As I mentioned before (see the death of rule #178) i used to have lofty thougths of what my life as a parent would be like. My YCS (younger, cooler self) was an idealistic girl who thought she would always be in control. She believed that all it would take to achieve excellence would be to set goals and be consistent in her expectations and behavior. The thing is, that silly little bitch poorly informed young idealist, never considered that the time would come along when she would grow tired. Very, very tired. And that those rules that she envisioned herself upholding, even in the face of monumental opposition, would someday be rationalized away as having been poorly planned in the first place. And so, I give to you…
The Death of Rule #37- I will never put a leash on my toddler
I have to say, for those of you who’ve done it, I’ve always looked at you with contempt. I always thought that to see a toddler in a leash was the absolute in dehumaizing. In my mind the choke chain and quick tug on the leash weren’t far behind (although I do advocate them for teenagers and husbands. Just saying).
Recently we took a family trip to Denver. After being in the car for a few hours, and ending up in a hotel where I strategically rearranged the furniture to prevent his access to certain areas of the room, we strapped that 18-month old back into the car seat and drove to the Downtown Aquarium, took him out of the car seat and strapped him directly into the stroller. Two hours later, I strapped him into the car seat and we drove to a resteraunt, strapped him into a high chair, ate, back to the car, back to the hotel with limited free space to run. And run he did. He must have covered the few square feet he had available to him a hundred times before I placed him in his next area of confinement, the Pack and Play crib.
The next morning went something like this: strapped into the car, the highchair at the restauraunt, the car, the stroller…and as we walked up to the zoo I realized this poor kid has had NO chance to run (but being that the number of carnivorous animals on the property exceeded the number of fleet-footed parents, it wasn’t really an option to just let the little heathen run wild). We set him free a few times (near the slow moving, vegetarian animals), and each time he tried to escape.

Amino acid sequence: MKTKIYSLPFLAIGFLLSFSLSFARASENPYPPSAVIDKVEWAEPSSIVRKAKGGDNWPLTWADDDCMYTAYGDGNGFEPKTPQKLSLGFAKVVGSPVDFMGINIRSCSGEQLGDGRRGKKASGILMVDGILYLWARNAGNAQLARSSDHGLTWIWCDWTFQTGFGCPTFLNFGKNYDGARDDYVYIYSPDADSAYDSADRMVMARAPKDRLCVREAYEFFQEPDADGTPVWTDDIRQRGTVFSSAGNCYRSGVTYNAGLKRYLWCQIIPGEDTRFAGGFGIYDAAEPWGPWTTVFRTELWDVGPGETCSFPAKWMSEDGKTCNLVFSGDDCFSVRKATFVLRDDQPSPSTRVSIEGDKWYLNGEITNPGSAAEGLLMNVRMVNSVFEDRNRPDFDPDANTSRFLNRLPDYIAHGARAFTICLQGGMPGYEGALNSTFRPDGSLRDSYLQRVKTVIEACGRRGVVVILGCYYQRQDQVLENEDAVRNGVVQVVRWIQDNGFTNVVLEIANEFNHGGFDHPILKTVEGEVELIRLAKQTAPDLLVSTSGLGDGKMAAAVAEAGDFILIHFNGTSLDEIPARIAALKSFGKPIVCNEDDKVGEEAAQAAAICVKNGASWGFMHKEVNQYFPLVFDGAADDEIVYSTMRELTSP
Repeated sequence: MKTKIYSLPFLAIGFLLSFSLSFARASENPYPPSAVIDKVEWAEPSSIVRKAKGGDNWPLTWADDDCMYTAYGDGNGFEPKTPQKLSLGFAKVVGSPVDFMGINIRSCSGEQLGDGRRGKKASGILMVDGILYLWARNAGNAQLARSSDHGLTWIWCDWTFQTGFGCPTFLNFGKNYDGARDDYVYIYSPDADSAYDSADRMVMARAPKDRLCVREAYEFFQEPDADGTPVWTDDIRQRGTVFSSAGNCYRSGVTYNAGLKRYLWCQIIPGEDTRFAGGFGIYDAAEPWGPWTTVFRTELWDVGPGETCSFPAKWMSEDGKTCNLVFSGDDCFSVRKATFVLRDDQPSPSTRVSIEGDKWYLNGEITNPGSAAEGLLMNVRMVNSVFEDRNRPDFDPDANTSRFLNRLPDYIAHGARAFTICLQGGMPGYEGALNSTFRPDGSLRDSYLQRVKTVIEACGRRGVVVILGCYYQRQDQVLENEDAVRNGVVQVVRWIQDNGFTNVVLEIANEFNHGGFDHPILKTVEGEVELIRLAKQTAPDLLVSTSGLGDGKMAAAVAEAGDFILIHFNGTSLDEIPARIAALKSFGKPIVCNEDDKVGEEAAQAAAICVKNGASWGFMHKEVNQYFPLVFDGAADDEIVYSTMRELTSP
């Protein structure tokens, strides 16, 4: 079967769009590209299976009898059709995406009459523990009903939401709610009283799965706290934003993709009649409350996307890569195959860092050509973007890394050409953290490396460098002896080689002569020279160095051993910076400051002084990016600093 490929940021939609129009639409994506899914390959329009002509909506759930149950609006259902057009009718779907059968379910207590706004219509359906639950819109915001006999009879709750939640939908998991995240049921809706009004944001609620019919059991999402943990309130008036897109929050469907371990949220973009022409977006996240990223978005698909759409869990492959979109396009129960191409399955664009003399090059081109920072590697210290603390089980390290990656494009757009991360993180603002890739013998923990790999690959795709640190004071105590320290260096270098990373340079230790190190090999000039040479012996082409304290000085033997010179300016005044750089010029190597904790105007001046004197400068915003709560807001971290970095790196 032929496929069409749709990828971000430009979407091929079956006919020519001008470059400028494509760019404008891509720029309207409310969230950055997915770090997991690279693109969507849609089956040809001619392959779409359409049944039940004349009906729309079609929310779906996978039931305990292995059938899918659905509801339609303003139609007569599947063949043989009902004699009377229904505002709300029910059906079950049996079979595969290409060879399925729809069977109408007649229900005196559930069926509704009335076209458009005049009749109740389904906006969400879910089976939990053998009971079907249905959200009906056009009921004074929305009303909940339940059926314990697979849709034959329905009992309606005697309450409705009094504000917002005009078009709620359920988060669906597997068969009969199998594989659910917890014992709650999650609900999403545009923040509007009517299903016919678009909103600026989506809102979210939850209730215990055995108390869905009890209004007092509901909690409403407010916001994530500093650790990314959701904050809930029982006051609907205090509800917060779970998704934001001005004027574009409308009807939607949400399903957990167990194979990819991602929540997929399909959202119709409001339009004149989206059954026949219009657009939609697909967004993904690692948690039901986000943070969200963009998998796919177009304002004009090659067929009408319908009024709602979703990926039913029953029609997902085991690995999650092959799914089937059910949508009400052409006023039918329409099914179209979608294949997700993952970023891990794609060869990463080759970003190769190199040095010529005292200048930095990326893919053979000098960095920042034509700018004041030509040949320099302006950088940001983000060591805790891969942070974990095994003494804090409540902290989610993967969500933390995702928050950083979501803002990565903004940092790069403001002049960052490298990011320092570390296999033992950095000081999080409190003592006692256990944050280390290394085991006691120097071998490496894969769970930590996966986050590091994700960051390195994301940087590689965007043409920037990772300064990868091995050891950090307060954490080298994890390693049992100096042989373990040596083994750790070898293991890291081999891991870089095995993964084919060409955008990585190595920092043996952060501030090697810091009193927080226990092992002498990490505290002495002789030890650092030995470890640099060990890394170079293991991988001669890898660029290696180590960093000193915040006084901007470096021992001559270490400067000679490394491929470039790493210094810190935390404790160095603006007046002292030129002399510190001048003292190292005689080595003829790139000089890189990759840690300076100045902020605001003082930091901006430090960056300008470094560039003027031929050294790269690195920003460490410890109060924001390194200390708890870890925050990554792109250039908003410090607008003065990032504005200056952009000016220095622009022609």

I realized that the poor kid needs some independance and that he would have gotten more out of the outing if he had been allowed more exercise. I also realize (yes, it’s selfish, but I never claimed I was otherwise) that he would have been WAY more tired and slept MUCH better if he had had the opportunity to walk the entire way (and maybe I would have gotten lucky in that hotel room–it’s really been a while since a hotel has paid out for me!).
So, I am now keeping an eye out for one of those toddler leashes, the one that looks like an animal backpack with a tail for the leash (that’s right, it’ll look like an animal is humping my toddler and I’m pulling it off by the tail!).
Oh, and while I’ve re-evaluated my stance on keeping a toddler on a leash at zoos and amusement parks, etc. I do still think that if you can’t carry your toddler through a store or mall, your just being a lazy-ass!
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[…] by three adults and a teenager; Yep, all my bases are covered. For those who know the story about the death of rule #37 I even have The Baby in his distance-limiting apparatus (because saying “leash” just sounds […]